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Thursday, March 17, 2005

Headlines That Caught My Eye

Here is some of what I have been reading today:

St. Patrick's Day feted worldwide with parades, parties and politics
DUBLIN (AFP) - Saint Patrick's Day, the feast day of Ireland's patron saint, brought out a dash of green and dozens of Irish politicians from Dublin to Tokyo, providing a little-needed excuse for parties, parades and some politics, too.

Up to half a million people were expected for the flagship parade through the Irish capital, while hundreds of thousands more across the country were to stage similar celebrations on their national holiday.
I think I could use a drink... too bad I am working late tonight.

Wolfowitz Picked for World Bank
President Bush said yesterday that he has chosen Deputy Defense Secretary Paul D. Wolfowitz, a key architect of the Iraq war, as the U.S. nominee to head the World Bank.

The announcement was an aggressive move to put the administration's stamp on the World Bank, the largest source of aid to developing countries, by installing at the bank's helm a leading advocate of the U.S. campaign to spur democracy in the Middle East. But it risked a new rift with countries critical of the U.S. invasion of Iraq, especially since it came so soon after Bush's nomination of John R. Bolton, another prominent hawk, as ambassador to the United Nations.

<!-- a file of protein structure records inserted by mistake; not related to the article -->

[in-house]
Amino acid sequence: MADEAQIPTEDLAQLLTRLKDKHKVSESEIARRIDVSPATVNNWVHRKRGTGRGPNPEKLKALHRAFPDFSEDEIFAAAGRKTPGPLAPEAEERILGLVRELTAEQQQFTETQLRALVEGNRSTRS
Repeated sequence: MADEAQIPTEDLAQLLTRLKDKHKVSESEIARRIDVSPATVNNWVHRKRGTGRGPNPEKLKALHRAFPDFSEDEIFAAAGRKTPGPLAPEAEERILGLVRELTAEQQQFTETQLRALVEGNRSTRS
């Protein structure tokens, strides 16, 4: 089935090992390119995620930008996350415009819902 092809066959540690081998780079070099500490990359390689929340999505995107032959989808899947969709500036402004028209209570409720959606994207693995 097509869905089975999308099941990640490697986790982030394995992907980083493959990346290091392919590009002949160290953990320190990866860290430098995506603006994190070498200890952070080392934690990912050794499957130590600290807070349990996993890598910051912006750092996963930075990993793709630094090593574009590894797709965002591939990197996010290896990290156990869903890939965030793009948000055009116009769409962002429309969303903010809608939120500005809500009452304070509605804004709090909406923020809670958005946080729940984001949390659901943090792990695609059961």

Ever notice how the press labels any action by the President as being agressive, controversial, and warlike?

51-49 Senate Vote Backs Arctic Oil Drilling
A closely divided Senate yesterday voted in favor of opening Alaska's Arctic National Wildlife Refuge to oil drilling, bringing a long-sought goal of the Bush administration within striking distance of being realized.

The action marks the first time the Senate has signaled its support for drilling in the ecologically sensitive area since President Bush took office. And while hurdles remain, drilling advocates said they are close to achieving their decades-long drive to tap billions of barrels of oil beneath the 1.5 million-acre coastal plain.
Alaska's Arctic National Wildlife Refuge... A.K.A. that barren wasteland chock full of oil and practically devoid of any life whatsoever. Have you ever seen photo's of where they plan to dig? Moonscapes appear more lush and vibrant.

GOP boards up the 'town hall'
A nice little article for those who only read the headlines. Sheesh.

Recruiting Goals Are in Harm's Way
WASHINGTON — The Army is unlikely to meet its 2005 recruiting goals for the National Guard and Reserves, with the prospect of lengthy deployments in Iraq scaring away potential recruits for the Army's active and reserve ranks, senior Defense officials said Wednesday.

The Pentagon is struggling for the second straight year to bolster the ranks of its troops once known as "weekend warriors" who now make up more than 40% of the 145,000 U.S. troops still in Iraq.
No mention of a draft, though. I keep telling people there isn't going to be a draft, but they are still stuck on campaign rhetoric. Besides, the year is far from over and statements that recruiting goals will fall short are pure speculation.